Most parents can relate to the fact that children’s energy levels and short attention spans can be a bit overwhelming some days. In fact, just watching your children run about might be enough to wear you out at times! As moms and dads of children with attention deficit hyperactivity disorder (ADHD), however, you may experience additional challenges as you work to strike a balance between managing behavior and helping your kids regain focus both at home and at school.
First, it’s important to recognize that ADHD is a medical condition and that those affected have a difficult time with self-regulation in certain areas. As a parent, doing your research, planning ahead, and keeping a positive attitude are all things you can do to create a roadmap for your child’s success. Employees at the NYU Child Study Center also offer these tips for working through the ins and outs of raising a child with ADHD:
- Rely on routine. Plan the day, and be a stickler about regular activities and bedtimes following a consistent daily schedule both throughout the week and on the weekends.
- Create a workable plan. Sit down with your son or daughter to address areas such as homework and leisure to help them achieve the balance that works best for them.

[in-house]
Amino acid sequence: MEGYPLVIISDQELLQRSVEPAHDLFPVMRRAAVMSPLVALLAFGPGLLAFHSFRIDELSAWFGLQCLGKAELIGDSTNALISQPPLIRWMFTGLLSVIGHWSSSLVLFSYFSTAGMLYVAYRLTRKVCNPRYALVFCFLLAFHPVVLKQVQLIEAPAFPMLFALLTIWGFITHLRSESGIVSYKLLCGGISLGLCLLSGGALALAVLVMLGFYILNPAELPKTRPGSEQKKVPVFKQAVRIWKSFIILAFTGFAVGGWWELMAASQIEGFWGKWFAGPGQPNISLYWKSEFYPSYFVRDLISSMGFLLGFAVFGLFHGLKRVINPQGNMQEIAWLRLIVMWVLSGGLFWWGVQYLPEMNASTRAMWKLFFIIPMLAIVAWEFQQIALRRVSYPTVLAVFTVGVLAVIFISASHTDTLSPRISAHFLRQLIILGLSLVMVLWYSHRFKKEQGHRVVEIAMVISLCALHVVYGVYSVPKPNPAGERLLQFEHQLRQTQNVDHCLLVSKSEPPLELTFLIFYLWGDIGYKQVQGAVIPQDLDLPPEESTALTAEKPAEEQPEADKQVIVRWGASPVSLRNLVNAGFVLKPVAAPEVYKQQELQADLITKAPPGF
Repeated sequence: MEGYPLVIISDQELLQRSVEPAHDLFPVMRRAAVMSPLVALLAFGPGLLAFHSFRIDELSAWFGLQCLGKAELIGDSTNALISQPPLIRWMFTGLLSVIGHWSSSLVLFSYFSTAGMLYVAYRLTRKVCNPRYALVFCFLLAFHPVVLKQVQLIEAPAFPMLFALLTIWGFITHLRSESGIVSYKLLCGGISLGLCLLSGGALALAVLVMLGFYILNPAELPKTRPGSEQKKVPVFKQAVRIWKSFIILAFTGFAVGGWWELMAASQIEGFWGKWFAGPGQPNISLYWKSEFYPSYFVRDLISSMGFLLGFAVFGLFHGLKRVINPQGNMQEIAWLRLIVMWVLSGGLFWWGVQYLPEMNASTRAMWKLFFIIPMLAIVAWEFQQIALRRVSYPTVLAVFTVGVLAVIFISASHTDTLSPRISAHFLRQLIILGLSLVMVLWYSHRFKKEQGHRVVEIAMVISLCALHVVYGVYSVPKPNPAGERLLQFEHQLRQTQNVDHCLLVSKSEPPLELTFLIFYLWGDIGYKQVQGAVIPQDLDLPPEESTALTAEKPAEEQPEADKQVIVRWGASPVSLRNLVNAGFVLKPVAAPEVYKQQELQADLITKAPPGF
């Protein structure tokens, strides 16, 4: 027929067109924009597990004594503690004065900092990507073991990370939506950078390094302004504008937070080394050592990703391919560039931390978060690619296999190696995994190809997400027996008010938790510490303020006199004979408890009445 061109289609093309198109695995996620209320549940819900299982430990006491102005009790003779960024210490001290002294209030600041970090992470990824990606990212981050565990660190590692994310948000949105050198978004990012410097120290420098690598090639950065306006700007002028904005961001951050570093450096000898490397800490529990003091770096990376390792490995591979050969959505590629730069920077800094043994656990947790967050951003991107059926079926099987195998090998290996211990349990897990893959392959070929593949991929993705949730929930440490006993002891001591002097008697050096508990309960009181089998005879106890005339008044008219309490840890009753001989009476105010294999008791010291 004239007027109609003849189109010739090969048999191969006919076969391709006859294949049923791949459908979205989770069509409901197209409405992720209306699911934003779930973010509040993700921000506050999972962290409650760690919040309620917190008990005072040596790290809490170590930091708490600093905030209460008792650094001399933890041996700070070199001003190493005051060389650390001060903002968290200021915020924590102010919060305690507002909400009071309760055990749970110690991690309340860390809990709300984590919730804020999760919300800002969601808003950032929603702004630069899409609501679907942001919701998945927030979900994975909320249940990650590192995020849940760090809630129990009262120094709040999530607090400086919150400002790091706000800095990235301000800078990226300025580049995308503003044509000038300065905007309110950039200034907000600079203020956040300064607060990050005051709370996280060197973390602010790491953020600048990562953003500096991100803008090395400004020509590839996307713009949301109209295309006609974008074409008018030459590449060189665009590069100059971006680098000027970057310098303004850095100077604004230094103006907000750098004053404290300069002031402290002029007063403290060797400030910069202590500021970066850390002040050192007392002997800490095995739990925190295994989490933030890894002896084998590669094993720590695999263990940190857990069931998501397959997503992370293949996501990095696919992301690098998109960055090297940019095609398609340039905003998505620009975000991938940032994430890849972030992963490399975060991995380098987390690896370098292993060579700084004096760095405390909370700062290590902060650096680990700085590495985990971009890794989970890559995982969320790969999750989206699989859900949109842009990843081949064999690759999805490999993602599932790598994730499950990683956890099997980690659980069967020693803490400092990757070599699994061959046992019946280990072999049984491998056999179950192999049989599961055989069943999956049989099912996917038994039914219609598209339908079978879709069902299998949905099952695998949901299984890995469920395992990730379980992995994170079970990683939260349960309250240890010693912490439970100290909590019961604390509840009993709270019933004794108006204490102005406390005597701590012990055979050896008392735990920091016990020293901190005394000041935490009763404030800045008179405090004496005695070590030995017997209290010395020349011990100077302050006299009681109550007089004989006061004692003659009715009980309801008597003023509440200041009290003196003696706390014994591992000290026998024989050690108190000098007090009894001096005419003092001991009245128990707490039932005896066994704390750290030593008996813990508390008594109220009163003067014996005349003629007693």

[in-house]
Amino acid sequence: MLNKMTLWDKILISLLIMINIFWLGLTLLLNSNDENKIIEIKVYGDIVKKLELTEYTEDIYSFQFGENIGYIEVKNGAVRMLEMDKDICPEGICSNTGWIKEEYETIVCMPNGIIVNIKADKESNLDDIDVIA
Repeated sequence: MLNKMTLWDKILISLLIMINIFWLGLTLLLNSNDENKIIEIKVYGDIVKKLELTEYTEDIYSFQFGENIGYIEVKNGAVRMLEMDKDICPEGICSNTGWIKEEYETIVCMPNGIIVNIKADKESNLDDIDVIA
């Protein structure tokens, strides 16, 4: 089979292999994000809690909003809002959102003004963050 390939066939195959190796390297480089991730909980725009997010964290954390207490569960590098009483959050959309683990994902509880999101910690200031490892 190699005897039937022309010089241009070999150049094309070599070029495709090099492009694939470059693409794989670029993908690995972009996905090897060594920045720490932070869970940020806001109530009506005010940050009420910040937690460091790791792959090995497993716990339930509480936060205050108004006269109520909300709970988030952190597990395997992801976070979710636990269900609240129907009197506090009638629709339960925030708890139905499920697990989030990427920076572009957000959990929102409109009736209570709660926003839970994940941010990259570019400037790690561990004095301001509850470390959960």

- Remember to have fun. ADHD can be stressful for kids, too. Allow time for fun in the daily schedule and plan to take frequent breaks.
- Form a support network. Keep in constant contact with teachers, aides, administrators, medical professionals, and other parents who have knowledge of your child’s ADHD. Talk about what’s working and what’s not.
- Encourage involvement in extracurricular activities. After-school activities can help build confidence and relationships with others. They also serve as a creative outlet for excess energy.
- Celebrate even small accomplishments. Recognize that progress is achieved one step at a time and build on small victories.
There are many resources and tools available these days for parents and children with ADHD. Take advantage of every resource at your disposal. If you need additional help or direction, contact your local Family Guidance Center, a trusted source for family behavioral healthcare.